tific following. Feral cat colonies, the theory goes, are an
artifact of proximity to human-provided food sources.
Extended social behavior is supposedly an aberation result-
ing from that circumstance.
But how many generations of feral cats have lived
in our dumps and back alleys, anyhow? And how many
thousands of years did it take us to invent civilization? Is it
really beyond comprehension to imagine that animals as
intelligent as cats could get as far as developing social orga-
nization in the time since our civilizations began providing
them with habitat conducive to social living?
Migration & mortality
Of the 21 cats from the rescue project we brought
with us, only 10 remain here 10 months later. Leland did
eventually find another adoptive home, through the efforts
of the Bennington County Humane Society, where he’s a
beloved only cat. A former feral was taken back by one of
our Connecticut volunteers. Bull and three others (besides
Leland) were kept indoors for various reasons. The remain-
der were allowed to choose their own way of life. Their
options were joining the household colony, as four did, two
right away and two later; living a feral life with free access
to a heated basement where food and blankets are plentifully
provided; or wandering off. Only one wandered off imme-
diately––Christmas, a spooky black-and-white whom I res-
cued from under a dumpster on Christmas night, 1991.
Just a kitten then, Christmas didn’t venture out in broad
daylight for seven weeks after that, and never did let him-
self be petted or handled.
All the other former ferals seemed to maintain a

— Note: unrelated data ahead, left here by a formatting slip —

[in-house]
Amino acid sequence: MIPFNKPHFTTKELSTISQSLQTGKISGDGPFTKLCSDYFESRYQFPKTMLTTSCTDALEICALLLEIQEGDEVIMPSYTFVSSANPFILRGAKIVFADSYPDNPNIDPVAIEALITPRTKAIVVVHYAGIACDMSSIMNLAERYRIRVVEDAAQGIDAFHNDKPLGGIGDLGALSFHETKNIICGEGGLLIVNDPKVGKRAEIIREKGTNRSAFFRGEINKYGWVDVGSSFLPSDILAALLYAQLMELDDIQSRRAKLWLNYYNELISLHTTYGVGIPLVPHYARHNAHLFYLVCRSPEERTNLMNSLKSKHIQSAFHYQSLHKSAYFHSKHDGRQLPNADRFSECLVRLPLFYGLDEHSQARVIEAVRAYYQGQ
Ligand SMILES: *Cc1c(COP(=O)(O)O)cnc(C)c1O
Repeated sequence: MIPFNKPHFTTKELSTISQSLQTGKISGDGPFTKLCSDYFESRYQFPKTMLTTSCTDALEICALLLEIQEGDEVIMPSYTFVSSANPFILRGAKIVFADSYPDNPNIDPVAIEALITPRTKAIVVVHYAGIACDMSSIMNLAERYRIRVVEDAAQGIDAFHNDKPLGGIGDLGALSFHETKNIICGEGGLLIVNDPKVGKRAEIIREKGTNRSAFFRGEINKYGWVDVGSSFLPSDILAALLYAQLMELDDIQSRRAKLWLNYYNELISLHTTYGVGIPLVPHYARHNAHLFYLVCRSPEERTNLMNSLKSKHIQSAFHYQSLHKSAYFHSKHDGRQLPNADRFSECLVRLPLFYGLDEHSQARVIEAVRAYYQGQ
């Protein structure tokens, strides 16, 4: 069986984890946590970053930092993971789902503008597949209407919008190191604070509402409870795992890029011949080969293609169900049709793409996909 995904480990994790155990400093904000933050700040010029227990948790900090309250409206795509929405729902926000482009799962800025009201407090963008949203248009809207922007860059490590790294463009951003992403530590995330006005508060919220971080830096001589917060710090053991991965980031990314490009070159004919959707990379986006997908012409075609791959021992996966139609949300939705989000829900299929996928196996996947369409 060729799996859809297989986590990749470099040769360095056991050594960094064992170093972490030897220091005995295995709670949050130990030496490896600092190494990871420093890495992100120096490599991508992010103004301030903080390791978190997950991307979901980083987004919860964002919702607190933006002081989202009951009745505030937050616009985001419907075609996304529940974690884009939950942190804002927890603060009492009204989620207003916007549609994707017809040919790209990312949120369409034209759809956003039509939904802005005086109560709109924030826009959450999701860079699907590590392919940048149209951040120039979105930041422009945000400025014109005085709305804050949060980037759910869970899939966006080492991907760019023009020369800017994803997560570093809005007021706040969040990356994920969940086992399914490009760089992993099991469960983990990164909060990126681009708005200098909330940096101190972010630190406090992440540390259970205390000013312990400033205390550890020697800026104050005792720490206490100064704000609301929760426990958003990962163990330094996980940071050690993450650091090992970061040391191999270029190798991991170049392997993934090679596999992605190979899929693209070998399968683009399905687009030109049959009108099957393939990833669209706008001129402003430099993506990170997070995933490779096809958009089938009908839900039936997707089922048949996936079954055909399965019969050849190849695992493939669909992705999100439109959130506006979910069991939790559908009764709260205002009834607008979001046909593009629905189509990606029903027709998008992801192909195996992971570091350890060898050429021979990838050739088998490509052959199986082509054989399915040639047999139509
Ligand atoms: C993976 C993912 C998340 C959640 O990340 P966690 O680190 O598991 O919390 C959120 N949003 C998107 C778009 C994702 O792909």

tight-knit family until the end of summer, when a sudden
string of disappearances coincided with sightings of a coy-
ote with an injured paw in the creek bed the cats frequented.
Probably inhibited from hunting as he normally would have,
the coyote had apparently resorted to ambushing rabbits in
unusually close proximity to human residences. Cats, we
speculated, had become targets of convenience, though we
only once found something that might have been a cat bone
in a coyote scat.
Whatever the case, nine cats vanished before the
coyote left the neighborhood. We ascribed their loss to pre-
dation, as even if that coyote wasn’t responsible, there are
also other coyotes, foxes, bears, bobcats, great horned
owls, both bald eagles and golden eagles, red-tailed hawks,
Cooper’s hawks, and marsh hawks in the vicinity.
Predators rarely hunt other predators, at least on purpose,
but any of them might kill a cat in a sudden accidental con-
frontation––say over a mouse or young rabbit.
Significantly, the remaining cats tended to be the wariest
and/or those with known previous experience around coy-
otes and foxes.
Though none were among the ferals from the res-
cue project, our outdoor-venturing cats Alfred, Keeter, and
Gidget are all cases in point. Alfred was apparently taken
into the woods in Quebec as a half-grown kitten to be used
as live bait by a coyote trapper. Somehow he got away, and
eventually followed me home from one of my trap-busting
missions as volunteer assistant to the local deputy game war-
den. Before that, Alfred apparently lived for weeks by him-
self within a few hundred yards of both coyote runs and an
inhabited fox den. Keeter, a feral who has taken six years
to become almost tame, lived for five years within a quarter
mile of both fox and coyote dens in Connecticut, as did
Gidget, a former housecat who abandoned her home in
favor of a barn and has only recently become a semi-house-
cat again. All three frequented the same areas as the cats
who disappeared, and sometimes managed to stay out all
night despite our best efforts to bring them in. Unless one
counts the recent night when Alfred was apparently chased
into a rainsoaked heap of litter box compost by a creature
unknown, none seem to have suffered any distress from fel-
low predators.
Some time after the string of disappearances
ended, Christmas reappeared. Since then, I’ve three times
sighted cats in the woods who may have been some of our
missing ferals, thriving alone in new territory––or they
might have been other ferals, from other places. They were
too sleek and healthy-looking to be abandonees. We’ve